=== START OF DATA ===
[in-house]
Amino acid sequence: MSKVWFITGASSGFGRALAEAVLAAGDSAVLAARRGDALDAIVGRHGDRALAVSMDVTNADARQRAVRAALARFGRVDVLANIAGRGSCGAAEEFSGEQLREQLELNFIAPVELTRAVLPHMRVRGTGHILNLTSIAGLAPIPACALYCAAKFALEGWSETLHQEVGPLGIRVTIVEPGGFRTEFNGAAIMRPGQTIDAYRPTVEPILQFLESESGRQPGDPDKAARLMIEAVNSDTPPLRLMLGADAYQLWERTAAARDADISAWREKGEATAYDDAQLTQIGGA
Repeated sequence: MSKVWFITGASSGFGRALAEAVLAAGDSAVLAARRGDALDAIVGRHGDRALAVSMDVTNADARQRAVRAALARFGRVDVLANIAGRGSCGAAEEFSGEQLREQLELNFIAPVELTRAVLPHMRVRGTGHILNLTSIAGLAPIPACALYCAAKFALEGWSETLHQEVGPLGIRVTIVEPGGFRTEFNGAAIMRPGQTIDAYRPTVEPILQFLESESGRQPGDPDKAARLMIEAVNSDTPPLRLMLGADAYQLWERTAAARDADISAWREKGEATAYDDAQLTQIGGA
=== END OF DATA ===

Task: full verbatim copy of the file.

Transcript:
[in-house]
Amino acid sequence: MSKVWFITGASSGFGRALAEAVLAAGDSAVLAARRGDALDAIVGRHGDRALAVSMDVTNADARQRAVRAALARFGRVDVLANIAGRGSCGAAEEFSGEQLREQLELNFIAPVELTRAVLPHMRVRGTGHILNLTSIAGLAPIPACALYCAAKFALEGWSETLHQEVGPLGIRVTIVEPGGFRTEFNGAAIMRPGQTIDAYRPTVEPILQFLESESGRQPGDPDKAARLMIEAVNSDTPPLRLMLGADAYQLWERTAAARDADISAWREKGEATAYDDAQLTQIGGA
Repeated sequence: MSKVWFITGASSGFGRALAEAVLAAGDSAVLAARRGDALDAIVGRHGDRALAVSMDVTNADARQRAVRAALARFGRVDVLANIAGRGSCGAAEEFSGEQLREQLELNFIAPVELTRAVLPHMRVRGTGHILNLTSIAGLAPIPACALYCAAKFALEGWSETLHQEVGPLGIRVTIVEPGGFRTEFNGAAIMRPGQTIDAYRPTVEPILQFLESESGRQPGDPDKAARLMIEAVNSDTPPLRLMLGADAYQLWERTAAARDADISAWREKGEATAYDDAQLTQIGGA